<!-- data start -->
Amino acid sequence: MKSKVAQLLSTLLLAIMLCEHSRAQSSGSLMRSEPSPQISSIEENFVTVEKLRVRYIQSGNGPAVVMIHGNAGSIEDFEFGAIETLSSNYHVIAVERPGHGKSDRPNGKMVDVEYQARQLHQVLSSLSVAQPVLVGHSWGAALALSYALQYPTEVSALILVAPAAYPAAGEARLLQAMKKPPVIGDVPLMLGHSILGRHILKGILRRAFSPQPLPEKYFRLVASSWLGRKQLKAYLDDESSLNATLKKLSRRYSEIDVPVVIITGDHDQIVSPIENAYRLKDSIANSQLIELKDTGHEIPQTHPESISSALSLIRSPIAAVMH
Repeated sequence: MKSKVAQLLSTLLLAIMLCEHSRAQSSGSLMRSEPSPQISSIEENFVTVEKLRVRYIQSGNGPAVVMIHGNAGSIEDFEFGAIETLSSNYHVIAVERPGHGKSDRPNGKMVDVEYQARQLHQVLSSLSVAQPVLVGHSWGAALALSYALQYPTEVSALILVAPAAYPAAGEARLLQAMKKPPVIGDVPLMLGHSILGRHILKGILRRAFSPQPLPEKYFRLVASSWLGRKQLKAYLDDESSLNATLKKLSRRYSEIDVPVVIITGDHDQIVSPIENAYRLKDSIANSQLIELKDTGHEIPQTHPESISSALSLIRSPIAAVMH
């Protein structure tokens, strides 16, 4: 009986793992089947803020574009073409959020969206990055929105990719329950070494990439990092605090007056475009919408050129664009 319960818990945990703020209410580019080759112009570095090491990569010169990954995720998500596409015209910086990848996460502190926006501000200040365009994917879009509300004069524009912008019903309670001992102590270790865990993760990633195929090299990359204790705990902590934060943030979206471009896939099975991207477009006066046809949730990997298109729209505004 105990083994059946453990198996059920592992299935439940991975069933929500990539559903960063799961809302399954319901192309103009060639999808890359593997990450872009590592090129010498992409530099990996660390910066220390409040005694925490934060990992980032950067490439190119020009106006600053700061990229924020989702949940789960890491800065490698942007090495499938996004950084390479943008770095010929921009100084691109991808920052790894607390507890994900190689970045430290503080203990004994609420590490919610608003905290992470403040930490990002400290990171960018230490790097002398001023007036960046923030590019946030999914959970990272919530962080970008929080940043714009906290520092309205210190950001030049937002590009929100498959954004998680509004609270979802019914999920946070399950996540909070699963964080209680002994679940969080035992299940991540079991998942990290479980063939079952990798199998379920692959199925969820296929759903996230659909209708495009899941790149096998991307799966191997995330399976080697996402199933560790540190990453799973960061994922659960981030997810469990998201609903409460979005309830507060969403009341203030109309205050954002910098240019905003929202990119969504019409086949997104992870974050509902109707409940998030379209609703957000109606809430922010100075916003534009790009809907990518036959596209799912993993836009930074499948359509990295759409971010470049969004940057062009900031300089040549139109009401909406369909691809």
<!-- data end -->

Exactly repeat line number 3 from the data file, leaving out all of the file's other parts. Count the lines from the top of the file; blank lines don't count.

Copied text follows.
């Protein structure tokens, strides 16, 4: 009986793992089947803020574009073409959020969206990055929105990719329950070494990439990092605090007056475009919408050129664009 319960818990945990703020209410580019080759112009570095090491990569010169990954995720998500596409015209910086990848996460502190926006501000200040365009994917879009509300004069524009912008019903309670001992102590270790865990993760990633195929090299990359204790705990902590934060943030979206471009896939099975991207477009006066046809949730990997298109729209505004 105990083994059946453990198996059920592992299935439940991975069933929500990539559903960063799961809302399954319901192309103009060639999808890359593997990450872009590592090129010498992409530099990996660390910066220390409040005694925490934060990992980032950067490439190119020009106006600053700061990229924020989702949940789960890491800065490698942007090495499938996004950084390479943008770095010929921009100084691109991808920052790894607390507890994900190689970045430290503080203990004994609420590490919610608003905290992470403040930490990002400290990171960018230490790097002398001023007036960046923030590019946030999914959970990272919530962080970008929080940043714009906290520092309205210190950001030049937002590009929100498959954004998680509004609270979802019914999920946070399950996540909070699963964080209680002994679940969080035992299940991540079991998942990290479980063939079952990798199998379920692959199925969820296929759903996230659909209708495009899941790149096998991307799966191997995330399976080697996402199933560790540190990453799973960061994922659960981030997810469990998201609903409460979005309830507060969403009341203030109309205050954002910098240019905003929202990119969504019409086949997104992870974050509902109707409940998030379209609703957000109606809430922010100075916003534009790009809907990518036959596209799912993993836009930074499948359509990295759409971010470049969004940057062009900031300089040549139109009401909406369909691809």